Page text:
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A Question of Balance
The Moody Blues

Threshold 3
Released: September 1970
Chart Peak: #3
Weeks Charted: 74
Certified Gold: 11/2/70

Recently something of unexaggerable beauty came into my life, something that was to enthrall me musically and elevate me spiritually, to pour oil on the turgid waters of my soul, to diminish my worldly riches by four-odd dollars while increasing my hopes of attaining far greater riches in another world.

That unexaggerably beautiful something was a record album; not just any ordinary record album, mind you, but one offering to my weary ears an abundance of spiritual and other insights and poetry that recalled the best of -- yes, I dare say it -- Gibran, colossal Straussian orchestrations simulated by a mellotron and heavenly choirs comprising seemingly thousands of over-dubbed falsetto voices.

That unexaggerably beautiful artistic achievement, up to and including its very marvelous cover (which was done in gouache, compellingly depicting the confusion that is currently rampant in this topsy-turvy world of ours, and rumored to be scheduled for reproduction on Threshold's forthcoming official lunch-boxes), borders on the divine.

Don't think for a wink that the Moodies compose anything other than very groovy music, music that might at first seem capable of standing on its own despite its melodic and harmonic puerility. That the Moodies never hesitate to add the aforementioned mellotron orchestrations and gigantic multi-voice choruses is simply a testament to their really caring about giving their all.

And their heady, thoughtful, eminently poetic lyrics just cannot be topped when it comes to important stuff like the universe and man's plight and so on. They're always real sticklers about giving us all those rhymes (mind/find, free/me, man/understand) that we're fondest of, and, unlike so many of their contemporaries, have the balls to pose the "thousand million questions about hate and death and war" that all of us want answers to.

Me, I can meditate pleasurably for hours on such verses as "Blackbird sitting in a tree observing what's below/ Acorns falling to the ground/ He'll stay and watch them grow," at the end emerging from my meditation a more enlightened, happier human being, one better equipped to confront an often confusing universe.

I am confident that if you give it a chance you, as I, will not in your record cabinet, but be moved to store this album rather within the cardboard shrine that houses your Nam myoho renge kyo scroll.

[Really, friends, doncha think it's sad that this group -- who, were they to quit regarding themselves as seers, hock their mellotrons, and let Justin Hayward do all the writing and singing, might make some damn fine straightforward rock and roll -- think themselves above making fine straightforward rock and roll?]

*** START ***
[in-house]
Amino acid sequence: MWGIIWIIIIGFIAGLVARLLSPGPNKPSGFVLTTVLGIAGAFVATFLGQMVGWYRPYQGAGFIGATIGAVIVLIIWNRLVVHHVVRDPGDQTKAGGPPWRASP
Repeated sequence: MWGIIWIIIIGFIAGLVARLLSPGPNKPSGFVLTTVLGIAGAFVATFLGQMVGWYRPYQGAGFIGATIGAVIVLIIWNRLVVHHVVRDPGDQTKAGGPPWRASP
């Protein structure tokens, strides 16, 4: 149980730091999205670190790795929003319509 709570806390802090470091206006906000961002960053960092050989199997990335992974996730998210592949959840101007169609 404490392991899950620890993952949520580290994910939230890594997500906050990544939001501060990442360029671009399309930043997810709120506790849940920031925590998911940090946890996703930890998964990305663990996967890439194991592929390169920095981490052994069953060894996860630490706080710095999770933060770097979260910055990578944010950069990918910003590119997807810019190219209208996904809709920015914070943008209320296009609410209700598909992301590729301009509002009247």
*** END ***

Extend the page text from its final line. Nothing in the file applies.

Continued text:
- John Mendelsohn, Rolling Stone, 11/12/70.

Bonus Reviews!

The Moody Blues have once again turned in an album of thinking man's music with some intelligent lyrics and some arrangements that just soar away. It stays firmly on the right side without venturing into the realm of pretension. The album contains a longer version of their single, "Questions" and the whole thing moves smoothly between the acoustic and the heavy sounds.

- Billboard, 1970.

There is little changed in the Moodies formula since their 1967 album Days of Future Passed. The grandiose themes and pomposity were as dated at the start of the Seventies as they are in today's rock market yet curiously a song like Justin Hayward's "Question" bears repeated listening and justly deserves its status as a rock classic.

"Touching up" the sonic picture during remastering has been carried a little too far, resulting in a very boomy overpowering bass and the ever present sizzling of cymbals. Hiss levels are quite high but in no way spoil the remarkable transparency of the sound. The pounding, furious drumming in the closing bars of "Question" can never have been heard with such pummeling exactness.

All the Moody Blues recordings enjoy above average sound quality on CD.

- David Prakel, Rock 'n' Roll on Compact Disc, 1987.

A return to a harder rocking sound in the studio, beginning with the rippling "Question" and including the oft-overlooked "Tortoise and the Hare" (a great rock number in concert), as well as the gorgeous "And the Tide Rushes In." * * *

- Bruce Eder, The All-Music Guide to Rock, 1995.

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